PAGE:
FrankoThis is the approved revision of this page, as well as being the most recent.
Franko (FRK) is a peer-to-peer payment network built with blockchain technology. The blockchain is a synchronised public ledger that monitors ownership of FRK's (frankos). FRK (franko) is the financial instrument used on the Franko payment network. FRK's can be instantly sent to anyone in the world as simply as sending an email and at little to no cost. New FRK's are generated at a predictable rate of 0.25FRK/30 seconds (720 FRK per day) as an incentive to volunteers who secure the network against double spending. You can buy and sell FRK at cryptocurrency exchanges like bittrex, exchange FRK for goods and services at accepting retailers or invest in FRK as a store of wealth like gold and silver.
The Franko blockchain is a synchronized public ledger that is stored on a global network of computers. Blockchains are systems of accounting--that is, of keeping track of things and in this case FRK's. They represent a new and superior way of recording and memorializing transactions or of registering data publicly. There are three primary factors that distinguish the blockchain ledger from an "ordinary" accounting ledger or registration tool:
- The Franko ledger, the blockchain, is "open", meaning that any person in the world with the necessary credentials (that is, who controls shares) is free to make entries in the ledger.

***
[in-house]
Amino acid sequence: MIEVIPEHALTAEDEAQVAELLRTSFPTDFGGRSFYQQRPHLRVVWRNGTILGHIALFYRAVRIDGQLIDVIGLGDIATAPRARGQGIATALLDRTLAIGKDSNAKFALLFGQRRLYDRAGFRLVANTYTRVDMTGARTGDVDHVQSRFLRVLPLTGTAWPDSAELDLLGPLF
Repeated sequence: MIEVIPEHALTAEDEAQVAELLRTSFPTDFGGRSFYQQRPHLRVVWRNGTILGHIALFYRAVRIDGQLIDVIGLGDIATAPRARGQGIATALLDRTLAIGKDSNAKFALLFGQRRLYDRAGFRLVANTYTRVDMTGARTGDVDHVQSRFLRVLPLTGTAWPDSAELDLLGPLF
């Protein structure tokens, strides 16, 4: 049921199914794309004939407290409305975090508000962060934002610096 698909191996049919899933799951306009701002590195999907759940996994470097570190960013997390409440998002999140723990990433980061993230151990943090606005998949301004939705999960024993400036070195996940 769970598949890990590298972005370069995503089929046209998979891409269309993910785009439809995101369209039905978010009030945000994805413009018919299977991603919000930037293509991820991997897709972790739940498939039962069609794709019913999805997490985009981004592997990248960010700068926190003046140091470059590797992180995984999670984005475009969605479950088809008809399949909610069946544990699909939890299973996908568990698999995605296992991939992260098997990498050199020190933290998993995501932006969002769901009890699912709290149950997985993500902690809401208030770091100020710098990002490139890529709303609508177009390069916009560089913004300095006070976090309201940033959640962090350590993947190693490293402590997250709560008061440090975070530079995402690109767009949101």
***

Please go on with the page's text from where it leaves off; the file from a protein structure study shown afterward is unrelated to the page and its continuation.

- The Franko blockchain ledger is "distributed" and maintained by the public, rather than centralized and maintained by a "trusted third party" (such as a bank or registrar), meaning that anyone who may wish to do so can store a copy of the ledger on their computer or, theoretically, even print it out and read it.
- The Franko blockchain ledger is secure, meaning that, subject to exceptions that are irrelevant for purposes of this comment, all transactions entered into the ledger are effectively permanent, incorruptible, and irreversible.
Thus, blockchain technologies represent the world's first, and perhaps only, solution to the Byzantine Generals Problem ("BGP"). Because this age-old problem of computer science has now been solved, it is possible for the first time in human history to maintain a ledger or register that is both open to the general public and provably secure.
Individual FRK's or fractions thereof are both the technological means by which this distributed ledger is secured and the unit of account used to track entries on the ledger. To make an entry into the ledger, one must possess, or rather control via a private cryptographic key, at least the smallest available fraction of a share, and very importantly, one must transfer said share (or fraction thereof) to another account as part of making the entry in the ledger or register. Said another way, every single entry in the corporate ledger requires the transfer of share from one account (called an "address") on the ledger to another address on the ledger.
This requirement that every entry in the Franko blockchain ledger involve the transfer of shares from one address to another is an integral part of the solution to the Byzantine Generals Problem. Without this requirement, the ledger would be insecure and would quickly fill with spam. Furthermore, for a variety reasons, it would no longer be possible to keep all distributed copies of the ledger in sync or to incentivize unrelated parties for administering and maintaining the ledger on their computers.